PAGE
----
• Supporting growth attributions: Further on recognising growth attributions, this module provides subtle psychological approach to support and teach students to attribute learning performance (success or failure) to factors that they can control, such as effort and strategy. We reflect on how tutors stimulate a kind of vicarious experience in their students, teaching them positive attributions to success/failure and supporting growth mindset (Dweck, 2015; Lepper et., al., 2013).

Future Research

In further research work, we will collect data of tutor responses and interaction with the computer-based training modules. We will analyse this data to explore answers to the following questions:

  • Is there evidence that the content of our tutor-training provides awareness and knowledge that is practical, reflective, applicable and/or adaptable?
  • How effective is Predict-Observe-Explain Inquiry approach, in transferring the information conveyed in the training modules?
We will assess if tutor have authentic experience with this training module, analysing data from tutors that undergo our training, for evidence of cognitive dissonance.

Previous Research

In my PhD research work, under the tutilage and supervision of Prof. Judith Masthoff, I investigated Real-Time Assessment and Support for Online Collaborative Learning. I explored computational framework to determine the level of collaboration when groups interact online to solve a learning task; to support real-time monitoring of online group learners. We envision online learning systems with enriched socio-cognitive features that provide learning experience that is as close as possible to the traditional classroom experience. see more ...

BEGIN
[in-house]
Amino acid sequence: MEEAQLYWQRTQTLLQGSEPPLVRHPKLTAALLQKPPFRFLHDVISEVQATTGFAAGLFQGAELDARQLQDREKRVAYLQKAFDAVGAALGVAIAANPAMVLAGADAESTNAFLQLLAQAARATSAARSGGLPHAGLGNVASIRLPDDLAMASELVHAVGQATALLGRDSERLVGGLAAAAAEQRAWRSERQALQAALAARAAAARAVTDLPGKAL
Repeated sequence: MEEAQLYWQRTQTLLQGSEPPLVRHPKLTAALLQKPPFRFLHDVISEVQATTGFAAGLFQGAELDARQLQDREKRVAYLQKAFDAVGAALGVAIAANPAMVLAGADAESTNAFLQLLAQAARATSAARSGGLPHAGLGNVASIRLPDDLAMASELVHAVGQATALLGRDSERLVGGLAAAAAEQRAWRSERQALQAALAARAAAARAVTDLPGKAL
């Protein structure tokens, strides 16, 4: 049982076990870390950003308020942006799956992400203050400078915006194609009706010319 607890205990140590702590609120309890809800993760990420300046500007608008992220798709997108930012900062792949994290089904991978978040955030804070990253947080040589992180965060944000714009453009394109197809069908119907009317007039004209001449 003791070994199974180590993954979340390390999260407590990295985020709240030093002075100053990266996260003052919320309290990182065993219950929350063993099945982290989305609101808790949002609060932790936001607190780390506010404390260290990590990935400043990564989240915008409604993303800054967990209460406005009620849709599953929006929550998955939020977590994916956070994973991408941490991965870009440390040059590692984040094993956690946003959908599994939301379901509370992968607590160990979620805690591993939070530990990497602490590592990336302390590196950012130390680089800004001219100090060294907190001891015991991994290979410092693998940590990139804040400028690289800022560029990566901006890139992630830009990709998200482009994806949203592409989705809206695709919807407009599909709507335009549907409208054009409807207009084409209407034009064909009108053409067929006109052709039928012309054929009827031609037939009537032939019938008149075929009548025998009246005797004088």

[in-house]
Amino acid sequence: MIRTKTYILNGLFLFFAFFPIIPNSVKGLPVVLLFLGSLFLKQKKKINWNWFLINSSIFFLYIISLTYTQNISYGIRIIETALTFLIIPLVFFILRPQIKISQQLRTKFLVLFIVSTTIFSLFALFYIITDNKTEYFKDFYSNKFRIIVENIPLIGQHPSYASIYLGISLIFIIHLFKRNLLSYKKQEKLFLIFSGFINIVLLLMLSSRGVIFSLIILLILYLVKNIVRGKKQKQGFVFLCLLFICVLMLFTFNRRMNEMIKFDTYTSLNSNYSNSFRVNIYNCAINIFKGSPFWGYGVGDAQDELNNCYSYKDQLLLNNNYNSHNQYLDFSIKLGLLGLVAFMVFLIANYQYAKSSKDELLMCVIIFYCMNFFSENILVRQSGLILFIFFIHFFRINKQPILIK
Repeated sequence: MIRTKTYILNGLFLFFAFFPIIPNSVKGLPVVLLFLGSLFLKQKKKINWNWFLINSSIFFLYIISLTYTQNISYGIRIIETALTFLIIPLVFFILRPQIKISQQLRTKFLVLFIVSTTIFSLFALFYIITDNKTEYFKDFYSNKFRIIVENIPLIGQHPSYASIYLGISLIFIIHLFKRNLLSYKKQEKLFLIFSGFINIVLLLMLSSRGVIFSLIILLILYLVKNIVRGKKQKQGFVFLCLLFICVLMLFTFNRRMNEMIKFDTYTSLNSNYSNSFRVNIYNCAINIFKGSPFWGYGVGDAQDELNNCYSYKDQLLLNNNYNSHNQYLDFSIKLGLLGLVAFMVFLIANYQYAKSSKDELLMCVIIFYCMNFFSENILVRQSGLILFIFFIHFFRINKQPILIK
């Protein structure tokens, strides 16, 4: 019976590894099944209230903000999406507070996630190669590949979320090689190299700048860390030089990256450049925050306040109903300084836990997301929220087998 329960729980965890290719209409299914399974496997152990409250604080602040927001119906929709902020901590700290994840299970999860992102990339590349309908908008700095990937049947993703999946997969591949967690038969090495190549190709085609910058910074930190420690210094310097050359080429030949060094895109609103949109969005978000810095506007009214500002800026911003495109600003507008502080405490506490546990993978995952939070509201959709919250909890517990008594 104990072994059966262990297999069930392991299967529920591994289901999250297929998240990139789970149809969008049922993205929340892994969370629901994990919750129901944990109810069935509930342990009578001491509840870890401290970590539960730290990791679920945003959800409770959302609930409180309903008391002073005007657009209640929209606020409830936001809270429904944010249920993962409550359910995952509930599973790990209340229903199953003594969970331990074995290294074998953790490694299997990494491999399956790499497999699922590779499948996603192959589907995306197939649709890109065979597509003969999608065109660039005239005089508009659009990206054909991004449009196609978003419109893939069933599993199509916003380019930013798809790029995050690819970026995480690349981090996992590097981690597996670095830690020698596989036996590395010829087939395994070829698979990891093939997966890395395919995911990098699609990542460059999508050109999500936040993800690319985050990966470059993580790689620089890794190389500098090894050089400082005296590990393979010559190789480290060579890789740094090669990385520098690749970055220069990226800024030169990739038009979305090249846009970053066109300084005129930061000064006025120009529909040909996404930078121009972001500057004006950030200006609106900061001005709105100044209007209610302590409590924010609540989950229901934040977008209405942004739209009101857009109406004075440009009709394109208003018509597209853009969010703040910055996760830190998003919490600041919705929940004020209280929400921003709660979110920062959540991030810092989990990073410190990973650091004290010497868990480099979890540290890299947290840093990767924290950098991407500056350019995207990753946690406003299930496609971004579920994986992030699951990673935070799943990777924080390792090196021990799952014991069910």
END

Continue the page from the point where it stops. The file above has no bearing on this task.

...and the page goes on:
This research exploit was inspired by theories that reinforce socio-cognitive benefits of group learning. Such as, the Vygotsky's Zone of Proximal Development (ZPD), the Piaget's social theory and the Cognitive Load Theory. Our framework of approach and study design was guided by our understanding of the Collaboration Management Life Cycle (CMLC), a framwork for monitoring collaborative learning, proposed in (Soller et. al., (2005). ). My Phd research culminated to contribute the following to the body of knowledge: